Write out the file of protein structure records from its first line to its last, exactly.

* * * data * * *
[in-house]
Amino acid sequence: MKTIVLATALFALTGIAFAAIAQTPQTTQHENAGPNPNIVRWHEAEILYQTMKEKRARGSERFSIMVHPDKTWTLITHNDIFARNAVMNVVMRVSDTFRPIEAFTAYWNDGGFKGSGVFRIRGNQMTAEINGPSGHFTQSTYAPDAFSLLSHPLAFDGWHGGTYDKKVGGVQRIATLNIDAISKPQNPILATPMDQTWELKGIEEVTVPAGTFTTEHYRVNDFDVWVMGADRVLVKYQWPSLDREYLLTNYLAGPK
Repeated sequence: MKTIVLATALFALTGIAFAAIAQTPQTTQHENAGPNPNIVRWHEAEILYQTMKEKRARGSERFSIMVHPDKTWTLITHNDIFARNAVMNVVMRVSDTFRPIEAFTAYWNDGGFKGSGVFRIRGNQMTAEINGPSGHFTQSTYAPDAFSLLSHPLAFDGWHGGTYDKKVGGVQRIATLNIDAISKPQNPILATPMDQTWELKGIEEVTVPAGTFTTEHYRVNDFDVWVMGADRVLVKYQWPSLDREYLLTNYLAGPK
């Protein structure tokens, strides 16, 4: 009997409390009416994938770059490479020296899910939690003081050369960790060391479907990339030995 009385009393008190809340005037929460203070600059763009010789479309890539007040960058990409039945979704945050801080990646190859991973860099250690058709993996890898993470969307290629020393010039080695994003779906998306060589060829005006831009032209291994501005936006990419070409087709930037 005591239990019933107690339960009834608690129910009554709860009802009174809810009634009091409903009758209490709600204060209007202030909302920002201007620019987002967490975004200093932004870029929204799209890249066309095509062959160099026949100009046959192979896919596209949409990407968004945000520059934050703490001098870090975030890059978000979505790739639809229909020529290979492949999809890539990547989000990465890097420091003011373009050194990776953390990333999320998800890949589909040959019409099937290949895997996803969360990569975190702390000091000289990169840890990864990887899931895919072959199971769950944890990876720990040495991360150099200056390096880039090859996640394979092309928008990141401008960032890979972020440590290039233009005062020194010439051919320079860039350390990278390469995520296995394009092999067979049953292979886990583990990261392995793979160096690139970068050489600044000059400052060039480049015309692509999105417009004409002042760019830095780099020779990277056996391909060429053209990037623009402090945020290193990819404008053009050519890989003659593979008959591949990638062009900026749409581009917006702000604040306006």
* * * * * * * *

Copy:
[in-house]
Amino acid sequence: MKTIVLATALFALTGIAFAAIAQTPQTTQHENAGPNPNIVRWHEAEILYQTMKEKRARGSERFSIMVHPDKTWTLITHNDIFARNAVMNVVMRVSDTFRPIEAFTAYWNDGGFKGSGVFRIRGNQMTAEINGPSGHFTQSTYAPDAFSLLSHPLAFDGWHGGTYDKKVGGVQRIATLNIDAISKPQNPILATPMDQTWELKGIEEVTVPAGTFTTEHYRVNDFDVWVMGADRVLVKYQWPSLDREYLLTNYLAGPK
Repeated sequence: MKTIVLATALFALTGIAFAAIAQTPQTTQHENAGPNPNIVRWHEAEILYQTMKEKRARGSERFSIMVHPDKTWTLITHNDIFARNAVMNVVMRVSDTFRPIEAFTAYWNDGGFKGSGVFRIRGNQMTAEINGPSGHFTQSTYAPDAFSLLSHPLAFDGWHGGTYDKKVGGVQRIATLNIDAISKPQNPILATPMDQTWELKGIEEVTVPAGTFTTEHYRVNDFDVWVMGADRVLVKYQWPSLDREYLLTNYLAGPK
């Protein structure tokens, strides 16, 4: 009997409390009416994938770059490479020296899910939690003081050369960790060391479907990339030995 009385009393008190809340005037929460203070600059763009010789479309890539007040960058990409039945979704945050801080990646190859991973860099250690058709993996890898993470969307290629020393010039080695994003779906998306060589060829005006831009032209291994501005936006990419070409087709930037 005591239990019933107690339960009834608690129910009554709860009802009174809810009634009091409903009758209490709600204060209007202030909302920002201007620019987002967490975004200093932004870029929204799209890249066309095509062959160099026949100009046959192979896919596209949409990407968004945000520059934050703490001098870090975030890059978000979505790739639809229909020529290979492949999809890539990547989000990465890097420091003011373009050194990776953390990333999320998800890949589909040959019409099937290949895997996803969360990569975190702390000091000289990169840890990864990887899931895919072959199971769950944890990876720990040495991360150099200056390096880039090859996640394979092309928008990141401008960032890979972020440590290039233009005062020194010439051919320079860039350390990278390469995520296995394009092999067979049953292979886990583990990261392995793979160096690139970068050489600044000059400052060039480049015309692509999105417009004409002042760019830095780099020779990277056996391909060429053209990037623009402090945020290193990819404008053009050519890989003659593979008959591949990638062009900026749409581009917006702000604040306006």